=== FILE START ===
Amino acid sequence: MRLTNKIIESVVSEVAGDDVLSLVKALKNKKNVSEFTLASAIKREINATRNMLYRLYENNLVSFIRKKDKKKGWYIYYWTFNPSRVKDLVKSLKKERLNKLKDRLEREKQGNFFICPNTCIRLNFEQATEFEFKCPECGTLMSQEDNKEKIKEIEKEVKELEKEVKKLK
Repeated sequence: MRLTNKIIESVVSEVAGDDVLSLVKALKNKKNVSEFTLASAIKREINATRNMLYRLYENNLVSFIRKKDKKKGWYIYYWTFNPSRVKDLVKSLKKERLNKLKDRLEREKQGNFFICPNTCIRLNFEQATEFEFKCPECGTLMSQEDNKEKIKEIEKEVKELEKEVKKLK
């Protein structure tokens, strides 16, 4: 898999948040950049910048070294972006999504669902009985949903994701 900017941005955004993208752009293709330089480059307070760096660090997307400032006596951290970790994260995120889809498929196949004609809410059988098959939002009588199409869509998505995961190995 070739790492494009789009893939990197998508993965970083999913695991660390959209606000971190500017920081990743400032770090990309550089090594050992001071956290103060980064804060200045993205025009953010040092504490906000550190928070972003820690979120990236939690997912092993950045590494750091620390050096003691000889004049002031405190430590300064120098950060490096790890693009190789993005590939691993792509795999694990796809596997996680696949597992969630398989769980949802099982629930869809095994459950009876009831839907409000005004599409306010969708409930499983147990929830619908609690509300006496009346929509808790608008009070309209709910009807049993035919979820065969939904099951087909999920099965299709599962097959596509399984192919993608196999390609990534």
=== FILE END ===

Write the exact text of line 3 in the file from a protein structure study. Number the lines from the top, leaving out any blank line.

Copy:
């Protein structure tokens, strides 16, 4: 898999948040950049910048070294972006999504669902009985949903994701 900017941005955004993208752009293709330089480059307070760096660090997307400032006596951290970790994260995120889809498929196949004609809410059988098959939002009588199409869509998505995961190995 070739790492494009789009893939990197998508993965970083999913695991660390959209606000971190500017920081990743400032770090990309550089090594050992001071956290103060980064804060200045993205025009953010040092504490906000550190928070972003820690979120990236939690997912092993950045590494750091620390050096003691000889004049002031405190430590300064120098950060490096790890693009190789993005590939691993792509795999694990796809596997996680696949597992969630398989769980949802099982629930869809095994459950009876009831839907409000005004599409306010969708409930499983147990929830619908609690509300006496009346929509808790608008009070309209709910009807049993035919979820065969939904099951087909999920099965299709599962097959596509399984192919993608196999390609990534």